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Nestled to the east of Capitol Hill near the banks of the Anacostia River is the Congressional Cemetery.
Founded before the Civil War, the cemetery is the final burial place for a number of former members of Congress, Cabinet members and Supreme Court justices — even a Founding Father. Well-known people buried there include FBI Director J. Edgar Hoover; military composer John Philip Sousa; military officer Joseph Gilbert Totten, for which Fort Totten is named; and Elbridge Gerry, a signer of the Declaration of Independence and from whose name the term gerrymandering is derived.
A National Historic Landmark, Congressional Cemetery is also a staple for dog walkers in the neighborhood, whose generosity helps keep up the space, as many of those interred there no longer have family or trusts to fund operating costs.
But upkeep of a historic landmark is costly, and more money is needed for it.
Thus, Paul K. Williams, president of the cemetery, applied for a grant from the National Trust for Historic Preservation, which, along with American Express, is hosting its eighth annual Partners in Preservation challenge.
The challenge has identified 24 historic sites around the Washington metropolitan area and calls for people in the D.C. region and from across the country to vote for what they feel is the most deserving historic site to receive a portion of $1 million to go toward renovation projects.
“These are dollars that can be used for brick-and-mortar work,” said Rob Nieweg, D.C. field director for the NTHP, who added that the Partners in Preservation challenge has donated $15 million to historic sites across the country from past challenges, funded by American Express.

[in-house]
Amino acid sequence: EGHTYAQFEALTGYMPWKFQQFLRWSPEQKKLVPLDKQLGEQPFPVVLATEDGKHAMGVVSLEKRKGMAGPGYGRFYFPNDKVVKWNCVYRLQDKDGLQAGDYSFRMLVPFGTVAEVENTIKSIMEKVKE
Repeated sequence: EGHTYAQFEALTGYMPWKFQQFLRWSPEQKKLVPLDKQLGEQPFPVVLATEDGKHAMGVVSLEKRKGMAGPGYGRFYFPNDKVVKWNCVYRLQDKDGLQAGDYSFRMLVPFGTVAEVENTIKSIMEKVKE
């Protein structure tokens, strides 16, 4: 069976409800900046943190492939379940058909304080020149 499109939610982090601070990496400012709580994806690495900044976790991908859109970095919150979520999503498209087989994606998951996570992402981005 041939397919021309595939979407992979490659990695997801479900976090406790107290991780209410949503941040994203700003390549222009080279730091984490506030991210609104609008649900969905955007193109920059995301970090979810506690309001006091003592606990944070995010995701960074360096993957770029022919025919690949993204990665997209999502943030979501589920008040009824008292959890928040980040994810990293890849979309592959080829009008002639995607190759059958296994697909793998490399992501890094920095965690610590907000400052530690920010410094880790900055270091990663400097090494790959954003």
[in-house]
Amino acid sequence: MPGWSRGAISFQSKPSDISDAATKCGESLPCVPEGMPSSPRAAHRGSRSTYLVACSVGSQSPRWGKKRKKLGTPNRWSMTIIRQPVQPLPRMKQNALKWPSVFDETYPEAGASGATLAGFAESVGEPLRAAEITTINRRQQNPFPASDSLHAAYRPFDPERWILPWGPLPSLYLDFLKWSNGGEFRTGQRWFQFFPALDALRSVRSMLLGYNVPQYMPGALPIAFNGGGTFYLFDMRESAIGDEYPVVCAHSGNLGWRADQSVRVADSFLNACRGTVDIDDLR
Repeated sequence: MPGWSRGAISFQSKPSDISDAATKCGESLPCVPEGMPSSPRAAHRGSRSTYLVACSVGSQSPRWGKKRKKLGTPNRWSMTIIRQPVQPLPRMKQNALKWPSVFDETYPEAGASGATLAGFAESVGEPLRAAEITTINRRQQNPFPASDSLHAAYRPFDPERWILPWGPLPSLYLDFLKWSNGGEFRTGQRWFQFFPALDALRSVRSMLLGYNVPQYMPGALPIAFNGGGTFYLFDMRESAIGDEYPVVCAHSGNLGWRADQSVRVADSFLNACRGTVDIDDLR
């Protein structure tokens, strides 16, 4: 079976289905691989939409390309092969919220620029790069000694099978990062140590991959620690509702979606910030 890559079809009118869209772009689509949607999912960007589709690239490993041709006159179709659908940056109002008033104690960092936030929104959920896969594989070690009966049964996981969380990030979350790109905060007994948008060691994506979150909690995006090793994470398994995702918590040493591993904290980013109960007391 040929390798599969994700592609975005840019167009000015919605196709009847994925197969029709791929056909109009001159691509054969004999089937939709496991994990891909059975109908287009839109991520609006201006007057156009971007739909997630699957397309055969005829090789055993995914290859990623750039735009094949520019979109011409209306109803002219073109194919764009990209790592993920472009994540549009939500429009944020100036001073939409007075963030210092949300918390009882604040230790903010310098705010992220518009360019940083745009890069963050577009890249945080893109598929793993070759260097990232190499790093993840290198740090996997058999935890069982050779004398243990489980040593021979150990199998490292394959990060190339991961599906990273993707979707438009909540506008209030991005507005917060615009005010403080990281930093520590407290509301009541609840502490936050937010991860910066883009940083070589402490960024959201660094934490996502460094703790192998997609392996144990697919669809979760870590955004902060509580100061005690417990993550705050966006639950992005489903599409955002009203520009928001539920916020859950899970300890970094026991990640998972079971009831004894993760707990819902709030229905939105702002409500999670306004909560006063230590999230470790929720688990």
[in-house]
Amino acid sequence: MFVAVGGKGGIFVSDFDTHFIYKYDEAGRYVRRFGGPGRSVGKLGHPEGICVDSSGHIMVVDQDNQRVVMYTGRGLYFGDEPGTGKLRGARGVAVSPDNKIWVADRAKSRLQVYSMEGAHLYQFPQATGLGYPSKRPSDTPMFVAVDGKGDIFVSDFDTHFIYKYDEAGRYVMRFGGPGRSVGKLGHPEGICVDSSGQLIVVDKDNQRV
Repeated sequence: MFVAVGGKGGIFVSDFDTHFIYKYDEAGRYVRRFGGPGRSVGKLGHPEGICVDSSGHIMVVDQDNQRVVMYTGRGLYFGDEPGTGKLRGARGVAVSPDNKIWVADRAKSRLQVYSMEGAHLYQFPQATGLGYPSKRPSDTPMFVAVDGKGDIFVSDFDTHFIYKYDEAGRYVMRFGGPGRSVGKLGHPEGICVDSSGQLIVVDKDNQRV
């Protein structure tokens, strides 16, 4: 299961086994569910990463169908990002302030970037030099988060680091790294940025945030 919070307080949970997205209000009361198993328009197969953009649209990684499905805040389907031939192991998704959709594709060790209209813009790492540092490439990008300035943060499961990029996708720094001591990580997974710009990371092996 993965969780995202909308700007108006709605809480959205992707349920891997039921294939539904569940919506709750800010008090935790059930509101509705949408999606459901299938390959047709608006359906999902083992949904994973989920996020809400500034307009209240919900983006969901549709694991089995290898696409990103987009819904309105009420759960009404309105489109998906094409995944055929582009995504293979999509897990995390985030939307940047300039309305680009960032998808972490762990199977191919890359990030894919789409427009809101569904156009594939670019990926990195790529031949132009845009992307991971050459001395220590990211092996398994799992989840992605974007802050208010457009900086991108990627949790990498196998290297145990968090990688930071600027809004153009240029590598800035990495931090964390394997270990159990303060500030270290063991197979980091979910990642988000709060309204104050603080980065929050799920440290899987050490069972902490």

Other sites that are part of the challenge include Mount Vernon, the National Cathedral and Sixth & I Historic Synagogue, as well as some lesser-known historic sites around the region including the George Mason Memorial, the Kennel at Aspin Hill Memorial Park in Silver Spring, Md., and the National Museum of Women in the Arts.
“When you think about places like Congressional Cemetery and Sixth & I and Meridian Hill Park and the Abner Cloud House, many of these places are part of the fabric of our community,” Nieweg said. “We may walk by them every day and not think that sustained public support is necessary” for their preservation.
For Williams, who helps run Congressional Cemetery, the money would mean that Mausoleum Row in the cemetery will get needed renovations, and he said that he’s thus far excited about the support for the cemetery.